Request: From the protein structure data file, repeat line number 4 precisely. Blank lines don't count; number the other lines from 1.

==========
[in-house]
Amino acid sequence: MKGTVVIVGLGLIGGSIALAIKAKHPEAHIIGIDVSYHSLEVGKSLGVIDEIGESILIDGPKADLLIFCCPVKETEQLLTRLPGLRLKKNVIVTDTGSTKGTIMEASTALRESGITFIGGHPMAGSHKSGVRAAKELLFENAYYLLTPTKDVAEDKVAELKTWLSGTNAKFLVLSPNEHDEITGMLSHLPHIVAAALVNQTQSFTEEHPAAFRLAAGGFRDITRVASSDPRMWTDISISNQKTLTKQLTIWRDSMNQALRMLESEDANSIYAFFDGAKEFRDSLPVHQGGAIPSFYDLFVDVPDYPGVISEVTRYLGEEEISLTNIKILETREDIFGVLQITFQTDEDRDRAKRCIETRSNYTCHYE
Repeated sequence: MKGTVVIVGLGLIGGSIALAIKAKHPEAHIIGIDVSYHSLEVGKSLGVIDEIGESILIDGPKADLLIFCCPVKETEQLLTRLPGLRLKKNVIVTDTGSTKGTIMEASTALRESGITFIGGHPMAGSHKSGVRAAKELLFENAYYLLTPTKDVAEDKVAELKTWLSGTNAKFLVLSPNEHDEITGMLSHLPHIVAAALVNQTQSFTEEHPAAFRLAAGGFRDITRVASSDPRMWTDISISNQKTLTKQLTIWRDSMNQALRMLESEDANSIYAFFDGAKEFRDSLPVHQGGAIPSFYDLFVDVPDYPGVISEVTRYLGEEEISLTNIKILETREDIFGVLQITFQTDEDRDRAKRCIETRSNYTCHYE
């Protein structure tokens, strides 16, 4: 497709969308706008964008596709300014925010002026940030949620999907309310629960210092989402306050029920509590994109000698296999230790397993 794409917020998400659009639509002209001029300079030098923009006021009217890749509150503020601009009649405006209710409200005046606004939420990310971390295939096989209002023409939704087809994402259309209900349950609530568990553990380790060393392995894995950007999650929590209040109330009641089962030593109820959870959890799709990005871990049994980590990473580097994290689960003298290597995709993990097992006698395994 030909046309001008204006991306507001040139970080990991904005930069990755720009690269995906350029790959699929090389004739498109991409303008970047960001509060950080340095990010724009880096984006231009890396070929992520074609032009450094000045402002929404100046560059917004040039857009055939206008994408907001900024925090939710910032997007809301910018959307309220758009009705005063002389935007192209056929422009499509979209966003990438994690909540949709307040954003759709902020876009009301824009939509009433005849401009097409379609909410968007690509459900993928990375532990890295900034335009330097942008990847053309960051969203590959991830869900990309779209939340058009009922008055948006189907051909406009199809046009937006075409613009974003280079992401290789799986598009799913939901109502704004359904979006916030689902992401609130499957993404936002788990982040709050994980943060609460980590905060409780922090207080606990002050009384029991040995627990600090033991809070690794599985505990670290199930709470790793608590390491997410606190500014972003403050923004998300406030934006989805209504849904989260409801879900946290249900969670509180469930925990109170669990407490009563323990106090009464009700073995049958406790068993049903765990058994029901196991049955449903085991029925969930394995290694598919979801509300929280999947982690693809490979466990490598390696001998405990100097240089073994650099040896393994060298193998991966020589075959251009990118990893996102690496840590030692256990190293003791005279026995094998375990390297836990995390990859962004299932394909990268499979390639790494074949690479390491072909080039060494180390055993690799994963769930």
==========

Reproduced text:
């Protein structure tokens, strides 16, 4: 497709969308706008964008596709300014925010002026940030949620999907309310629960210092989402306050029920509590994109000698296999230790397993 794409917020998400659009639509002209001029300079030098923009006021009217890749509150503020601009009649405006209710409200005046606004939420990310971390295939096989209002023409939704087809994402259309209900349950609530568990553990380790060393392995894995950007999650929590209040109330009641089962030593109820959870959890799709990005871990049994980590990473580097994290689960003298290597995709993990097992006698395994 030909046309001008204006991306507001040139970080990991904005930069990755720009690269995906350029790959699929090389004739498109991409303008970047960001509060950080340095990010724009880096984006231009890396070929992520074609032009450094000045402002929404100046560059917004040039857009055939206008994408907001900024925090939710910032997007809301910018959307309220758009009705005063002389935007192209056929422009499509979209966003990438994690909540949709307040954003759709902020876009009301824009939509009433005849401009097409379609909410968007690509459900993928990375532990890295900034335009330097942008990847053309960051969203590959991830869900990309779209939340058009009922008055948006189907051909406009199809046009937006075409613009974003280079992401290789799986598009799913939901109502704004359904979006916030689902992401609130499957993404936002788990982040709050994980943060609460980590905060409780922090207080606990002050009384029991040995627990600090033991809070690794599985505990670290199930709470790793608590390491997410606190500014972003403050923004998300406030934006989805209504849904989260409801879900946290249900969670509180469930925990109170669990407490009563323990106090009464009700073995049958406790068993049903765990058994029901196991049955449903085991029925969930394995290694598919979801509300929280999947982690693809490979466990490598390696001998405990100097240089073994650099040896393994060298193998991966020589075959251009990118990893996102690496840590030692256990190293003791005279026995094998375990390297836990995390990859962004299932394909990268499979390639790494074949690479390491072909080039060494180390055993690799994963769930």